The motion filed by former Dallas police officer Amber Guyger’s lawyers asking for her murder trial to be moved out of Dallas is 60 pages long not counting appendices. It raises very tough questions that anybody with a fair mind would have trouble answering thoughtfully right off the bat. They are not shooting from the hip.
Guyger, 30, shot and killed Botham Jean, 26, an accountant who was a native of St. Lucia. Jean, an upstanding citizen, was in his own apartment at night causing no harm. Guyger, who lived in the same large renovated warehouse, told authorities she entered Jean’s apartment mistakenly thinking it was her own and shot Jean because she thought he was an intruder.
Those bare facts would make the case difficult enough. Guyger is charged with murder, but how can it be murder if she honestly believed Jean had broken into her own apartment? Could she have believed that? Can you be that mistaken? If you are that mistaken and it causes you to kill somebody, what is the consequence or price?
But as the motion for a change of venue lays out in painstaking detail, those bare facts are the least part of the problem in determining whether Guyger can be given a fair trial in Dallas. The much larger and more consequential part of the picture is the racial narrative and its relation to national racial themes involving police and the use of deadly force.
Guyger is white. Jean was black. Any of us knows that Guyger is probably toast if her fatal shooting of Jean had one ounce of race in it. The nation has reached a long overdue moment of outrage and shame over shootings and deaths of innocent black citizens at the hands of racist white cops. As The Dallas Morning News asked in a headline over a story about Botham Jean’s death, “When will it stop?”
But, wait. When will what stop? What if this shooting had nothing to do with race? The motion for change of venue argues that a powerful, broad-based, concerted effort including a campaign by the Morning News has sought to make this a racial issue. The motion argues another point that seems incontrovertible at this point: In the 10 months since Jean’s death, not a scintilla of evidence has reached the public to show that it was about race. Nothing.
Moving a trial out of the venue with original jurisdiction is a complicated, extreme measure with a whole lot of moving legal parts, but we non-lawyers can understand the big part easily enough. We can all agree that race may potentially be an enormous factor, maybe even a deciding factor in the legal outcome for Guyger.
If prosecutors can prove to a jury she was rogue racist cop, then she’s going to pay a hard price. Therefore, everything that gets said on that topic beforehand in the court of public opinion is important, especially in the absence of hard evidence.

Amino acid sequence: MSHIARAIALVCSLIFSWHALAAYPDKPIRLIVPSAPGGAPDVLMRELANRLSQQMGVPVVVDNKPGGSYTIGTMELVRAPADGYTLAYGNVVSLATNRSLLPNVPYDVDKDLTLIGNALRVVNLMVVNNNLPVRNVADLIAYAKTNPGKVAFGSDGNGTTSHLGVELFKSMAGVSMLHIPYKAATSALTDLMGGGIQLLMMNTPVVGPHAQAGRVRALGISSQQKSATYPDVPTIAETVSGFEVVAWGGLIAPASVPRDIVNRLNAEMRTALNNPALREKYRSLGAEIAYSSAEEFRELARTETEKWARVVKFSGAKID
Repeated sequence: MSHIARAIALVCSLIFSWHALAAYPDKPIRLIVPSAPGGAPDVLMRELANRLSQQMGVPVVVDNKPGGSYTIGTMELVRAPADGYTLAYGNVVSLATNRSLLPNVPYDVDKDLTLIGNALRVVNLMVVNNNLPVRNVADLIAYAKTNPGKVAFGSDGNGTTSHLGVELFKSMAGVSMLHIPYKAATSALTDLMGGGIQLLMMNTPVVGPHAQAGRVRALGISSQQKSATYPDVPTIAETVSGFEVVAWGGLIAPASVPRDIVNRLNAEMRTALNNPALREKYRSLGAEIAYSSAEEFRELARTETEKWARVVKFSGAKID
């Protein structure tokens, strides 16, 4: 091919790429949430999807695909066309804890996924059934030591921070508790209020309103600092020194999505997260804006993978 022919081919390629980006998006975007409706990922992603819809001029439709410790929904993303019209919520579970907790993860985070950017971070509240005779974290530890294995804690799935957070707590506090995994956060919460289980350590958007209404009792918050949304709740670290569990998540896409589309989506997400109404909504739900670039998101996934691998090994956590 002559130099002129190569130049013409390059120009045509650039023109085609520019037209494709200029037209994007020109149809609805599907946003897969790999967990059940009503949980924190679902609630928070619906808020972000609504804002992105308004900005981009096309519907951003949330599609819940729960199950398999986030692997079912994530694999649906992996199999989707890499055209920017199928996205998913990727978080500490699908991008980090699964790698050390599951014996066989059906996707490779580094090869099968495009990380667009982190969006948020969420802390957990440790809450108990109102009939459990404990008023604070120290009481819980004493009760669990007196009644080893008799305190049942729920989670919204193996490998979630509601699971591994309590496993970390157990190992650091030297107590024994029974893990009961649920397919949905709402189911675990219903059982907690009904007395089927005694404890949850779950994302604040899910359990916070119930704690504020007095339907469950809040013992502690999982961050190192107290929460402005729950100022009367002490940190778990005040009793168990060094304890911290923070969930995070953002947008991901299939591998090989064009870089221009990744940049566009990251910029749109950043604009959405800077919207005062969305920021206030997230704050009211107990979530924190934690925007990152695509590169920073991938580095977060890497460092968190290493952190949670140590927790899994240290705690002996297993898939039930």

The motion cites 296 news articles published or broadcast since Sept. 6, 2018. Call me whatever you want to call me, but I sorted through and looked only at the ones published by the Morning News, and I am happy to say why. The Morning News is a powerful, conservative mainstream voice in the community, probably viewed as a white people’s newspaper by most of us.
If the city’s locally owned daily newspaper tilts against its own stereotype, that automatically gives it a certain counterintuitive credibility and a resulting influence it might not otherwise enjoy. That’s exactly what has happened here.
The “When Will It Stop?” headline is cited in the motion for change of venue but seems like fair-play to me. It’s a quote from Botham Jean’s mother, who went on to tell the Morning News, “I thought the police were there for the protection of its citizens.” That’s a cry from the heart of a grieving mother and a legitimate element in any news story.
It’s more the Morning News editorial page that has done the pot-stirring for a conviction, in large part by linking the Guyger/Jean case to other notorious and proven instances of racist shootings by white cops.
On Nov. 19, the Morning News set the tone in an editorial that directly linked the Jean killing with the case of former Balch Springs officer Roy Oliver, convicted and sentenced to 15 years in the shooting of Jordan Edwards, an unarmed teenager riding in a car. The editorial was a complaint against District Attorney John Creuzot, whom the editorial accused of erring by charging Guyger with murder rather than a lesser charge like manslaughter. The editorial page seemed to think a manslaughter charge would be an easier kill: